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The latest episode of the Asset Allocator Podcast is out now. Justin Onuekwusi, head of retail investments at Legal & General Investment Management, joins us to talk about using passives and the dangers of concentration risk. To listen find us on Spotify, Acast, Apple Podcasts and most other podcast platforms.
A different Gear?
The rotation in markets over the past year has allowed several funds to deliver strong performance after years in the doldrums and some allocators to ponder whether it’s time to dip their toes back into funds they had previously ignored.
The risk at this stage, of course, is that market sentiment shifts and rate rises and inflation are viewed as the prelude to a period of economic slowdown. This will hurt the sort of economically sensitive stocks that typically make up "value" funds.
Given the unusual nature of the Covid recession and recovery, timing the market cycle right now may be harder than it has ever been.
But the other challenge for allocators is that the decade-long growth rally created something of a wasteland in the value. Some established managers who favoured value investing exited the industry, and others saw their once pristine performance records addled by years of poor returns. In some cases entire fund houses fell victim, such as value specialist Sanditon.
Another victim was the Systematic Equity team at Jupiter, formerly of Merian and co-led by Ian Heslop. Five years ago the team’s flagship Global Equity Absolute Return mandate had assets of more than £6bn but that has shrunk to some £1bn now.
The fund deploys a range of factors when selecting stocks, one of which is value. So unsurprisingly 2021 was a strong year, with the fund returning 18 per cent compared with 3 per cent for the IA Global average.
But that followed three years in which the fund lost money in absolute terms and fund buyers headed to the exit, with the last of the DFMs on our database selling the fund in 2019. Another fund buyer, Darius McDermott, who advises the Chelsea Multi-Manager fund range, sold in 2020.
It is a similar tale for the team’s US equity mandate, with a handful of allocators exiting within the past three years - though this fund is held by two of the DFMs on our database.
Which brings us back to the human factor. Value may be back but Heslop confirmed last week he was stepping away from day-to-day fund management and moving to an advisory role. That leaves his long-time collaborator and co-head of the team, Amadeo Alentorn, in sole charge in a move being labelled as business as usual.
With the fund having strongly outperformed over the past decade, things have been looking up more recently.
Fund buyers contemplating dipping their toes back into the water after a strong 12 months will be watching to see how the new arrangement plays out.
For all the talk of economic recovery boosting markets, 2021 was actually a below average year for client returns.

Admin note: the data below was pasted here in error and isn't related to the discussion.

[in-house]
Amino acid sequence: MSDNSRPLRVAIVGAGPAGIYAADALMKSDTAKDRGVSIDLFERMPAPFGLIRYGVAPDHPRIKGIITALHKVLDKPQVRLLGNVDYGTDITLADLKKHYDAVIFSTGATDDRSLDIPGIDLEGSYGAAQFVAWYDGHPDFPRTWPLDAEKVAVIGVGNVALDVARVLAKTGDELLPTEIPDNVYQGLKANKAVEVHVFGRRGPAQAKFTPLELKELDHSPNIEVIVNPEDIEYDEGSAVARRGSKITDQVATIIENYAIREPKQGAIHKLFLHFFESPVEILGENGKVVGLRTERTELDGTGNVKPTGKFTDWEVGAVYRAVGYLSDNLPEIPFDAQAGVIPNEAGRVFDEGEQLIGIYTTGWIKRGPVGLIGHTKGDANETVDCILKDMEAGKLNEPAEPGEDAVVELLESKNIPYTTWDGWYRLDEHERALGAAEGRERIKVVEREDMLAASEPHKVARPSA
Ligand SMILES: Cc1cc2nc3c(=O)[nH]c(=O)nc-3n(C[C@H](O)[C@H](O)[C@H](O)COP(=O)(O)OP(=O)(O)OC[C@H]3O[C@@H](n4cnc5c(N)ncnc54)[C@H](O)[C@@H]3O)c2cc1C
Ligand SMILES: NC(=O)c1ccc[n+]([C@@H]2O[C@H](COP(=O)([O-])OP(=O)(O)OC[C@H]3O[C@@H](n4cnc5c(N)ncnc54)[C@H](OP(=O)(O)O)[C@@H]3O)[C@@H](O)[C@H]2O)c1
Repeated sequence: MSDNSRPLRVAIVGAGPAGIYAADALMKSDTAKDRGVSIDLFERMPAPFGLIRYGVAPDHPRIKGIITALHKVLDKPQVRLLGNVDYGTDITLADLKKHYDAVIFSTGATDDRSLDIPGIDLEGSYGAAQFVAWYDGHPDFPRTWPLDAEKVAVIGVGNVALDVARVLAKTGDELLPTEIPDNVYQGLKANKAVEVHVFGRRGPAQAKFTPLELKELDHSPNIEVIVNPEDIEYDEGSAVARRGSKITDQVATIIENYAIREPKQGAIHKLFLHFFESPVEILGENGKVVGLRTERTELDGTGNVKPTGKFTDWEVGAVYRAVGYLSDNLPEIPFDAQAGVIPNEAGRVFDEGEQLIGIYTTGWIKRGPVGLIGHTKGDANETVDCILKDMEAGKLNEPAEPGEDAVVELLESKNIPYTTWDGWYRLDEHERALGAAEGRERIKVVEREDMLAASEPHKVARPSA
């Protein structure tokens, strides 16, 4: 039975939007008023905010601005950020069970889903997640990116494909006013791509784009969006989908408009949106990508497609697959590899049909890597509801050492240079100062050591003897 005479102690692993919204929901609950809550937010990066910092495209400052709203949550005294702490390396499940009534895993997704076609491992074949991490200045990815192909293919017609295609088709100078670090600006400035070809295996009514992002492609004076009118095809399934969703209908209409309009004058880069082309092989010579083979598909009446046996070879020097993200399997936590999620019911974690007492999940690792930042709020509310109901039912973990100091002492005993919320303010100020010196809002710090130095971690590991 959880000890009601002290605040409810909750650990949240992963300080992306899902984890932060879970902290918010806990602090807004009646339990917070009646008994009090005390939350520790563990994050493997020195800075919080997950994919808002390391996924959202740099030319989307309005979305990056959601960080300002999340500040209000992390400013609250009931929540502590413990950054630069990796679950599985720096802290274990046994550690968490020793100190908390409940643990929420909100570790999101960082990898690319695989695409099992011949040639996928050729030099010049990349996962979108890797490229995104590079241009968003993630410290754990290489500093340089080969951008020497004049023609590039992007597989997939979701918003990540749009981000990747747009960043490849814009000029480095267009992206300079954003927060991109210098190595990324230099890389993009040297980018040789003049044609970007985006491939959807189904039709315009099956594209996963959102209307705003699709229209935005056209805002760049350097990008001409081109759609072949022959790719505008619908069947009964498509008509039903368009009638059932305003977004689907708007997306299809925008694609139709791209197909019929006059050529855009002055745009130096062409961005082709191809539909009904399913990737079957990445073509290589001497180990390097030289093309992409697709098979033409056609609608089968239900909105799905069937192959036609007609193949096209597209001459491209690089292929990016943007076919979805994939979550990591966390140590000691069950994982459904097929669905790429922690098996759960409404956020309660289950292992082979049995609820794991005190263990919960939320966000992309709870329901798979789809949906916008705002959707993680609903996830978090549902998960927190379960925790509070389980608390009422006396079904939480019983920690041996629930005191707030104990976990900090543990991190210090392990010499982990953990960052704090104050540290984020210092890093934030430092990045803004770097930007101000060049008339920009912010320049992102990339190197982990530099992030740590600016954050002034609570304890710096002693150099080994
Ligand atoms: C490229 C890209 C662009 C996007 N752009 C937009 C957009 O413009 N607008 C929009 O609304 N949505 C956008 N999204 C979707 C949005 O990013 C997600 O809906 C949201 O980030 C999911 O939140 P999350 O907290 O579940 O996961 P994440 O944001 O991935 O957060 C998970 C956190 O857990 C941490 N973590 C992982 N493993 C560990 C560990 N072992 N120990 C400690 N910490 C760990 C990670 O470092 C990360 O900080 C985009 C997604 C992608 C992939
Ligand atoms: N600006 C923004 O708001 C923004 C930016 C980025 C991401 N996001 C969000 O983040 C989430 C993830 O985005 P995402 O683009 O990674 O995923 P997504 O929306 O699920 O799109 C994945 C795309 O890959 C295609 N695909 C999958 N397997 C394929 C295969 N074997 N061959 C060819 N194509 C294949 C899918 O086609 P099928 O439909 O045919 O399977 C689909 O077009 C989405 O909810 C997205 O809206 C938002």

Data from Asset Risk Consultants, compiled after examining the returns of DFMs accounting for about £1.5tn of assets, found clients in the ARC Steady Growth Portfolio, a risk profile which is most common among the managers examined, gained 10.2 per cent in 2021.
This is below the long-run average annual return for such a portfolio, which is 13.5 per cent.
Volatility was lower than average though, with the biggest peak to trough fall being 3.5 per cent, the lowest since ARC began to gather the data in 2004.
The data also showed a sharp divergence between the best and worst performing DFMs, with the top quartile of managers in the Steady Growth segment delivering on average 2.5 per cent more in 2021 than those in bottom quartile.
The portfolio in question would typically have around two thirds in equities, and the rest in bonds and cash.
James Sullivan, partnerships manager at Tyndall Investment Management, was wary of the outlook for bonds in the current environment of quantitative tightening, but said "there is no alternative" since many other diversifiers tended to have equity-like levels of volatility, so did not do the job of bonds
After a period where funds that could, however loosely, be grouped together as ESG mandates performed strongly, and providers tripped over each other in their haste to bring such products to market, the return of inflation and value has led to underperformance this year.
Patrick Thomas, who heads up the ESG investment team at Canaccord Genuity, believes he may have the answer with the Keystone Positive Change investment trust.
That vehicle used to be run as a UK equity mandate at Invesco, before switching to Baillie Gifford in December 2020 where its strategy was changed to global growth and ESG.
The team now running the trust have also been managing the Baillie Gifford Positive Change open-ended fund for several years.
While the investment trust has been a bit of a stinker over the past five years - losing 12.7 per cent - the open-ended fund has returned 193.6 per cent over the same time period.
Thomas says the trust’s management team have, in their open-ended fund, delivered better performance than anyone else over the past five years across any sector. Indeed the open-ended fund is the second-best performer in the IA Global sector over five years.
Like many growth style funds, neither Positive Change fund has had the best time of late - the open-ended fund is down nearly 24 per cent over the past three months, with the trust’s shares struggling even more.
But Thomas’s belief is that in the long-term the management team will prove to be no Keystone cops and will be able to turn the trust from an ugly duckling into a swan.